Once upon a time, Leon had decent job running a punch press. He and his wife Vivian, and their daughter Lisa, lived in an old run-down apartment building on the south-side. Life was pretty good, they didn’t have a lot but they had enough. Leon worked on the third shift, ten p.m. to six a.m. He hated working nights. Their neighborhood was dangerous.
One night, Leon was called into the office by his boss. A neighbor had called because there had been a fire on Leon’s floor. The fire department was still putting out the flames and the building had been evacuated but no one had seen Vivian or Lisa come out. Leon ran home as fast as his feet could take him.
As it turned out, the fire had started in the apartment adjacent to Leon’s. Some fool had fallen asleep with a cigarette in his hand. The fire killed him and two other neighbors along with Vivian and Lisa. Lisa was only six years old. They both died in their sleep from smoke inhalation. Leon’s heart was broken.
Vivian was several years younger than Leon and they had tried for many years to have children. They were finally blessed with Lisa one month before Leon’s forty-first birthday. She was the apple of his eye. His pain is still strong, especially on holidays, but it always makes Leon happy when he sees a whole family. He is thankful for this family's blessings.
The boy of the family stared at Leon as he ate his dinner. Leon pretended not to notice at first but then he caught his eye and smiled and gave him a wink. The boy blushed and looked away. Leon chuckled.
“What is your name young man?” Leon asked the boy.
“Michael,” he answered.
“Well I’m pleased to meet you Michael, I’m Leon.” Leon put out his hand. Michael took it and gave Leon a firm handshake. Just like his grand-dad had taught him to.
“Hello, Mr. Leon.” said Michael.
This made Leon laugh again. “You can just call me Leon, son.”
“Okay, Leon.” The boy smiled. Leon reminded Michael of his grand-dad.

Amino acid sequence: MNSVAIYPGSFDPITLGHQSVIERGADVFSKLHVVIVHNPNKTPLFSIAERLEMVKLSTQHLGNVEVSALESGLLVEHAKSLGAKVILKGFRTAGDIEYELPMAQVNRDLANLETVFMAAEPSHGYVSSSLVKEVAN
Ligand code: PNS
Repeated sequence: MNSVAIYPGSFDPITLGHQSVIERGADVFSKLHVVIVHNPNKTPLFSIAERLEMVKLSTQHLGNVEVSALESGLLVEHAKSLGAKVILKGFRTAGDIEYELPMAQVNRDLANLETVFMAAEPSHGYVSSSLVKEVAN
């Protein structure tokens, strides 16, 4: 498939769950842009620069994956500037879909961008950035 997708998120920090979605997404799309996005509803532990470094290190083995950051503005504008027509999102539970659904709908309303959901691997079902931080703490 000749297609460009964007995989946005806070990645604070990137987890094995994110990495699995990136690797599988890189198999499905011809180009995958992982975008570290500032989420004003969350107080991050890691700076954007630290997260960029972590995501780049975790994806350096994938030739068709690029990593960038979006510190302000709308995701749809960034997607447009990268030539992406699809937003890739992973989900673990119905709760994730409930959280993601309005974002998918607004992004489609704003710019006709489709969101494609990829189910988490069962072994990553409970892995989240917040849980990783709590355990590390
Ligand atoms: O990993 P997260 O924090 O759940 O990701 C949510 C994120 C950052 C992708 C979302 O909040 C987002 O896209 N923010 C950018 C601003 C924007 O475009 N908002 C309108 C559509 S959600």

“Why are you here, Leon?” Michael asked.
“Michael, that is none of your business!” his father scolded. “I’m sorry Sir. He really has better manners than that.”
“That is quite alright. Children love to know things and asking questions is the best way to get to know things,” Leon said to Michael’s father.
“Well Michael, I’m here because I don’t have a house to live in. Just like most of these folks here,” Leon says as he motions to the rest of the room. “I once had a good job and a beautiful wife and daughter, but now all I’ve got is my grandpa’s harmonica and the clothes on my back. Oh, and my health. I can’t forget about that,” Leon said. And to make his point, Leon stabbed a thick piece of turkey and popped it into his mouth. Michael giggled.
“Wow,” Michael said. “It’s kinda like us. Dad lost his job and the landlord kicked us out of our apartment.”
“Michael I’m sure Mr.... I’m sorry what is your name?” Michael’s mother asked not unkindly but a little embarrassed.
“Leon Robinson, ma’am. You can just call me Leon.”
“Thank you Leon,” she says. “Michael, I’m sure Leon doesn’t want to hear about us. Now please drink your cocoa.”
“It’s quite alright ma’am. I really don’t mind. It’s nice talking to your little man here,” Leon said. “I’m very sorry that you were evicted. Times are tough.”
Michael's mother looked down at her lap while Leon spoke. He could see how all of their struggles were wearing her out.
“You know what?” Leon continues. “You have found the best shelter in the city. They’ve got comfy beds upstairs, good food, and a nice little chapel right through that door over there if you’re so inclined. They take good care of people here.”
Michael’s mom looks up and gives Leon a weak smile.
“Don’t worry honey, we’ll be back on our feet in no time,” Michael’s father whispers into her ear as he kisses her cheek. “I’ll go get us some food,” He says as he takes his daughter’s hand and leads her to the food line.
“You are a very kind man Mr. Robinson,” she says to Leon.